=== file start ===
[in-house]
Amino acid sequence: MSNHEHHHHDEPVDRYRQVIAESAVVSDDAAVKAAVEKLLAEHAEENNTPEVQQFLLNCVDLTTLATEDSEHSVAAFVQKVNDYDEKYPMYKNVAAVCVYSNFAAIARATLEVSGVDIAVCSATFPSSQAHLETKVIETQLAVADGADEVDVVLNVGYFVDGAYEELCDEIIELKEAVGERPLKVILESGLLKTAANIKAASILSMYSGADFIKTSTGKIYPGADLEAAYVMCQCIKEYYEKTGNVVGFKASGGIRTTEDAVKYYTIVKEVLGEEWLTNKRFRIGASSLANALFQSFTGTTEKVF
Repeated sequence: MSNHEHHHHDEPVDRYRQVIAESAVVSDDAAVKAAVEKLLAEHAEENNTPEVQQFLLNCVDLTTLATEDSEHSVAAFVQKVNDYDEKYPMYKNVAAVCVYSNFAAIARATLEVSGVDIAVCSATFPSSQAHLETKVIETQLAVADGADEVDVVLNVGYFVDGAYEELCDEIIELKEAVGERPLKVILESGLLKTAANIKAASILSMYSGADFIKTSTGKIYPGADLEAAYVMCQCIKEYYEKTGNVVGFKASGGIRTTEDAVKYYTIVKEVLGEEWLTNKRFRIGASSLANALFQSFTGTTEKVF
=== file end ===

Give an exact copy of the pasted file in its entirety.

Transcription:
[in-house]
Amino acid sequence: MSNHEHHHHDEPVDRYRQVIAESAVVSDDAAVKAAVEKLLAEHAEENNTPEVQQFLLNCVDLTTLATEDSEHSVAAFVQKVNDYDEKYPMYKNVAAVCVYSNFAAIARATLEVSGVDIAVCSATFPSSQAHLETKVIETQLAVADGADEVDVVLNVGYFVDGAYEELCDEIIELKEAVGERPLKVILESGLLKTAANIKAASILSMYSGADFIKTSTGKIYPGADLEAAYVMCQCIKEYYEKTGNVVGFKASGGIRTTEDAVKYYTIVKEVLGEEWLTNKRFRIGASSLANALFQSFTGTTEKVF
Repeated sequence: MSNHEHHHHDEPVDRYRQVIAESAVVSDDAAVKAAVEKLLAEHAEENNTPEVQQFLLNCVDLTTLATEDSEHSVAAFVQKVNDYDEKYPMYKNVAAVCVYSNFAAIARATLEVSGVDIAVCSATFPSSQAHLETKVIETQLAVADGADEVDVVLNVGYFVDGAYEELCDEIIELKEAVGERPLKVILESGLLKTAANIKAASILSMYSGADFIKTSTGKIYPGADLEAAYVMCQCIKEYYEKTGNVVGFKASGGIRTTEDAVKYYTIVKEVLGEEWLTNKRFRIGASSLANALFQSFTGTTEKVF